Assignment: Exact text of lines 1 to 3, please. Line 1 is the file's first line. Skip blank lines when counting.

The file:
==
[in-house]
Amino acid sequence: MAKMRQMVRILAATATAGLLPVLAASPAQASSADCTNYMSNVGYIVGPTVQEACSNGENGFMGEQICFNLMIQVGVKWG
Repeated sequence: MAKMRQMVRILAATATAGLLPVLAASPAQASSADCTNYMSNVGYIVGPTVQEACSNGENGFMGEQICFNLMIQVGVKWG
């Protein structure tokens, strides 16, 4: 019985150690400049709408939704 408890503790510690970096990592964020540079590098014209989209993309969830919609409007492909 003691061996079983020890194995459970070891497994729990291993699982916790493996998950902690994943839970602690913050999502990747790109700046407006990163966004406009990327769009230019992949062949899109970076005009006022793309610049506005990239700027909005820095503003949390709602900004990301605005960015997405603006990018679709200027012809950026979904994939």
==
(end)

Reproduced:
[in-house]
Amino acid sequence: MAKMRQMVRILAATATAGLLPVLAASPAQASSADCTNYMSNVGYIVGPTVQEACSNGENGFMGEQICFNLMIQVGVKWG
Repeated sequence: MAKMRQMVRILAATATAGLLPVLAASPAQASSADCTNYMSNVGYIVGPTVQEACSNGENGFMGEQICFNLMIQVGVKWG